Skull asymmetry and handedness in adults: a possibility of their association with lateral head turning in infancy.

M. S. Myslobodsky, L. J. Ingraham, D. R. Weinberger

Research output: Contribution to journalArticlepeer-review

Abstract

During the first two to three months after delivery infants when placed in the supine position commonly turn their heads laterally. This posture has been linked to the intrauterine orientation of the fetus. Skulls of adults were expected to bear a mark of this predominant head position in the form of occipital flattening. A blind examination of computerized axial tomography (CT) scans of 35 normal subjects assessed for handedness (20 right- and 15 mixed-handers) confirmed this prediction for the latter group only. Mixed-handers showed a slight, but reliable flattening of the right occiput. Also, there was a small but significant inverse association between the size of the petrous ridge and handedness. Examining subtle variations in skull shape of adults may provide a glimpse into some aspects of pre- and early postnatal development.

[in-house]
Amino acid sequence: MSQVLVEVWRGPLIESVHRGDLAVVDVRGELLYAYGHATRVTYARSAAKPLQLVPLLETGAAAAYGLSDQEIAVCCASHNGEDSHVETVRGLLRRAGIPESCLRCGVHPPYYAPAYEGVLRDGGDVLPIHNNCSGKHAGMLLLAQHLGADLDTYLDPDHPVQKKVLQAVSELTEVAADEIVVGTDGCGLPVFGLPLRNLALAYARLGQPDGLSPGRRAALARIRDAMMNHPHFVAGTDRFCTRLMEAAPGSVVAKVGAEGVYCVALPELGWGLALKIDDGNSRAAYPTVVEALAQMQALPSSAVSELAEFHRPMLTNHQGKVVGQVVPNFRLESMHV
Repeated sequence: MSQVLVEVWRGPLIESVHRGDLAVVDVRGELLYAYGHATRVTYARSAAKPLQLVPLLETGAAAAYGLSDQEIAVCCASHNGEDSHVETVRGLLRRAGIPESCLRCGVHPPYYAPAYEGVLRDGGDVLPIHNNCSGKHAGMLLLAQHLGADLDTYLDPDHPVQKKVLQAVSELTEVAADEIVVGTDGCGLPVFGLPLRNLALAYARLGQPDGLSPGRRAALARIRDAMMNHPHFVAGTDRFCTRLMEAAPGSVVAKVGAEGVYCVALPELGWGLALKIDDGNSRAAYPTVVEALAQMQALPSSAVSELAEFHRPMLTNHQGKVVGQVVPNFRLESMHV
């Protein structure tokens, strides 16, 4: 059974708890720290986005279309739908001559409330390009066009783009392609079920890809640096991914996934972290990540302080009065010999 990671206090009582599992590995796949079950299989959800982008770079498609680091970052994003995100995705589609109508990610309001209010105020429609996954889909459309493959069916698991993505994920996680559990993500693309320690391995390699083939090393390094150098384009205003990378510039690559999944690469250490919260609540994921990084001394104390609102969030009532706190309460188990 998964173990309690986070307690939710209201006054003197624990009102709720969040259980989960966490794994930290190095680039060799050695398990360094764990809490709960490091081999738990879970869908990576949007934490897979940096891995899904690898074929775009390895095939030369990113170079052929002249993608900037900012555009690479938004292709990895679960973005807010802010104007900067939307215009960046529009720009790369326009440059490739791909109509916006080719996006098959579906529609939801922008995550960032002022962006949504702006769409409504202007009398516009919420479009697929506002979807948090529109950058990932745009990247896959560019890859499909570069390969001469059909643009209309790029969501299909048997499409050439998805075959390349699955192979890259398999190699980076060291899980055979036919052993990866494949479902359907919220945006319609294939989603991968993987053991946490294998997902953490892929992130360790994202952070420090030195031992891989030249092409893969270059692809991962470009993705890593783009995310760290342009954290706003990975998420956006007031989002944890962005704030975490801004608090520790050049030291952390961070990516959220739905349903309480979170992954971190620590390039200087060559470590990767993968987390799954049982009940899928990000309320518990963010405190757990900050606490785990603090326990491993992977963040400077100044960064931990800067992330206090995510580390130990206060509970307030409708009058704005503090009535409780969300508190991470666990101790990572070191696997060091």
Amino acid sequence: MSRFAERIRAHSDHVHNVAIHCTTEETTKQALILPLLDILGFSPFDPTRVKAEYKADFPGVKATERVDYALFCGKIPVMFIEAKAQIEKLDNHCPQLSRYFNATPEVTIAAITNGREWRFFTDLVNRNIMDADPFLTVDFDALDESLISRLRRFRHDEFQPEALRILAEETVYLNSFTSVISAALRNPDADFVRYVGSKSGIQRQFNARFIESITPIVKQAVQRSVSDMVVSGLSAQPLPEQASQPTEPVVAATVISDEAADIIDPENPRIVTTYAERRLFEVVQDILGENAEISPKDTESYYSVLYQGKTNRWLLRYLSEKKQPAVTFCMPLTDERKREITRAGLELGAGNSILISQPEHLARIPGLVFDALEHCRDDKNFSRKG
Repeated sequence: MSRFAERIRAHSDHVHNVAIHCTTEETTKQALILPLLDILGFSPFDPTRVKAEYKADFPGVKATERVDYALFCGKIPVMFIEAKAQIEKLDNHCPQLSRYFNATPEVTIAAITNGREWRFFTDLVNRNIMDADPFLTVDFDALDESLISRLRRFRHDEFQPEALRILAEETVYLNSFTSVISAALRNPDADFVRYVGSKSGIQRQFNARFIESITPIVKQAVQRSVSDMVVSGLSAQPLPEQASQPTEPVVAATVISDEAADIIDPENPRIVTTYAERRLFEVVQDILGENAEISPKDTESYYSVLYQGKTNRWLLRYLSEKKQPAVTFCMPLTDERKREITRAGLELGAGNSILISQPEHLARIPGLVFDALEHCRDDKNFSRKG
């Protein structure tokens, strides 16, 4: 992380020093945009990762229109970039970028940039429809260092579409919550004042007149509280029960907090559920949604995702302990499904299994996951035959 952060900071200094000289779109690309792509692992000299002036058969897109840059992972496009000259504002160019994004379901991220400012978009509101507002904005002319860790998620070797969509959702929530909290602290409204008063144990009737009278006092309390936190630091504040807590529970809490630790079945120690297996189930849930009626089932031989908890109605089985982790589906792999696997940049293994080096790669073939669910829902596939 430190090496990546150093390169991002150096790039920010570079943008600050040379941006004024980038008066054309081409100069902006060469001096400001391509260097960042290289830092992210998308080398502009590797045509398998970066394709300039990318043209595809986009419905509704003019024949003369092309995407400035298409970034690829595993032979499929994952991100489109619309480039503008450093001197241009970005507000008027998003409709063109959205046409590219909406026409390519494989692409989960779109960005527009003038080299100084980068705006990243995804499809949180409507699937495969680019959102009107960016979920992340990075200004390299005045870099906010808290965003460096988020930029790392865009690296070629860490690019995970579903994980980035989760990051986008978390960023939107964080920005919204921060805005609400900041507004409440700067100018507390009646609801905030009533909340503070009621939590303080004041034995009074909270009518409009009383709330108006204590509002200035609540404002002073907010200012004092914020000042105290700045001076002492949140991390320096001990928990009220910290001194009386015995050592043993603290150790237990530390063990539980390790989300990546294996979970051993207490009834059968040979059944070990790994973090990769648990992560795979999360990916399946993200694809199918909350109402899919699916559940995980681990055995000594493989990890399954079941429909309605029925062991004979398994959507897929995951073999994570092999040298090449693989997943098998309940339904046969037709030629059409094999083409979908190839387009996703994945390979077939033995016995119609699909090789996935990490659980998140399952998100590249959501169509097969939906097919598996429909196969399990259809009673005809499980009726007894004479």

Original languageEnglish (US)
Pages (from-to)415-421
Number of pages7
JournalPerceptual and motor skills
Volume65
Issue number2
DOIs
StatePublished - Oct 1987
Externally publishedYes

ASJC Scopus subject areas

  • Experimental and Cognitive Psychology
  • Sensory Systems

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